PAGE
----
Mike Ribeiro has been great. Derek Roy and Olli Jokinen have been OK (both have been average possession players, at least). Given the rules of the collective bargaining agreement about players in the minors not counting against the salary cap up to $925,000 (and that rises to $950,000 next season), why not try Poile's approach and grab three veterans at a bargain price instead of one?
MUST READ: The hype for Beliveau as an amateur player reached incredible levels, writes Vince Lunny for the Hockey News (in 1955).
6. New York Islanders (18-7-0)
From 1998 (the year after Roberto Luongo) to 2005, the Islanders had 11 first-round picks. The best of the lot was either Tim Connolly, Raffi Torres or Sean Bergenheim. From 2006 to 2011, the Islanders had seven first-round picks. Five of them have either double-digit goals or at least 18 points in the NHL this season (not all for the Islanders because of the Nino Niederreiter trade). That, plus some nice veteran additions, is how a rebuild works. It just took the Islanders a long time to get there.
MUST READ: Beliveau was viewed by many as the "father of the Canadiens," writes Francois Gagnon (en Francais) for RDS.ca.
7. Minnesota Wild (14-9-1)
After his team drubbed the Montreal Canadiens at even strength Wednesday, coach Mike Yeo said the only thing preventing the Wild from being elite was the power play. Nashville is the only other team among the top 14 in the NHL in points per game that has converted less than 14 percent of its power plays. The Predators are at 12.0 percent, while the Wild are at 9.0. If Minnesota gets to 14 percent (still in the bottom third), it will be an elite team.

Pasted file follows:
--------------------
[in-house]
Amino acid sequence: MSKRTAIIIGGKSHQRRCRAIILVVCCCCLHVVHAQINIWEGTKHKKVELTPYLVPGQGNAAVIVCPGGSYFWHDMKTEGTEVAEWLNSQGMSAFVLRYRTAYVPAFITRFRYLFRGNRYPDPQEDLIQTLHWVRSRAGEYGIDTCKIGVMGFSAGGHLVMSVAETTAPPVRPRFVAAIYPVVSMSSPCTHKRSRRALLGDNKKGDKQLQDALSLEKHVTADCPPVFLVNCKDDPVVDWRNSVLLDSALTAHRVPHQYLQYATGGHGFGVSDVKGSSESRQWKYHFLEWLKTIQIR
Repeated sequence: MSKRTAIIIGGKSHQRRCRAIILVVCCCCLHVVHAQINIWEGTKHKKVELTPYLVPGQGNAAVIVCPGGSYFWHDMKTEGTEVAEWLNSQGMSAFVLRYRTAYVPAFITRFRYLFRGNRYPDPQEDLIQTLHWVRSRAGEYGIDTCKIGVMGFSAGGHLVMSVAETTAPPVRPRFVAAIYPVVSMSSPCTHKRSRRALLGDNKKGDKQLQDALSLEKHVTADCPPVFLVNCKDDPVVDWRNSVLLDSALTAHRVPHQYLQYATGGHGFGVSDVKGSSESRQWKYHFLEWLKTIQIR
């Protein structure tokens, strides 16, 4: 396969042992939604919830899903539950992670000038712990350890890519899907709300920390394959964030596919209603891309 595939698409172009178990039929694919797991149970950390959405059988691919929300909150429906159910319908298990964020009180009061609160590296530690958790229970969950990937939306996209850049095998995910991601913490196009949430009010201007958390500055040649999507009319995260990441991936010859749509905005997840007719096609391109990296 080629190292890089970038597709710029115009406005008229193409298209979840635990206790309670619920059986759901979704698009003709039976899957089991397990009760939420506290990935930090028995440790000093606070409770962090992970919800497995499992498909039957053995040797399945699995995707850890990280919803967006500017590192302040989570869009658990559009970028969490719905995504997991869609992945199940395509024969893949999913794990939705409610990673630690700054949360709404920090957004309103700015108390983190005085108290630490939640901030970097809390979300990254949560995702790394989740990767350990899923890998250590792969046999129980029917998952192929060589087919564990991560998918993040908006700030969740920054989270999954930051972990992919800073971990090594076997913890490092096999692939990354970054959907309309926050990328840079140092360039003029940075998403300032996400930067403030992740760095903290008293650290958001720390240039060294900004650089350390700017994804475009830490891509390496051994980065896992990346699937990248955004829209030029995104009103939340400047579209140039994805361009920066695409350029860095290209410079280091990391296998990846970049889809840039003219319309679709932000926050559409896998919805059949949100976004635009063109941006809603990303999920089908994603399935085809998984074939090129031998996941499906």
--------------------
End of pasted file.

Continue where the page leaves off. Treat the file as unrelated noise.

MUST READ: Everyone who ever met Beliveau had a story to tell, writes Stu Cowan of the Montreal Gazette.
8. Los Angeles Kings (13-7-5)
The Kings haven't played anywhere near the level they've been at the past couple seasons, and yet they are still six points back of the top seed in the West with two games in hand. Jake Muzzin has been great since missing the start of the season, and like TJ Brodie in Calgary, the Robin to the team's Batman looks more and more like a star in the making (and the making is almost complete).
MUST READ: Ten life lessons to be learned from a true gentleman, writes Joanie Godin (en Francais) for the Journal de Montreal.
9. Anaheim Ducks (15-6-5)
Sami Vatanen did not play in more than half of the 2014 Stanley Cup Playoff games for the Ducks. Inserting him into the lineup didn't receive as much fanfare as John Gibson in net, but the diminutive Vatanen helped the Ducks control the middle of the second-round series against the Kings, and he's playing at a very high level in 2014-15. The older ones keep getting hurt, but they younger ones are carrying the defense corps anyway.
MUST READ: Beliveau's legend was never hyperbole for younger fans, writes Laura Saba of Eyes On The Prize.
10. Vancouver Canucks (17-7-1)
Through 12 games of his NHL career, Bo Horvat has won more than 59 percent of his faceoffs, but is still among the worst on the team in the puck possession stats. He has five points in 12 games, but is playing less than 10 minutes per contest. Will they trust with a few more shifts per game, and can he handle them?
MUST READ: Beliveau was "the Pope of Hockey," writes Serge Touchette for NHL.com.
11. Detroit Red Wings (14-6-5)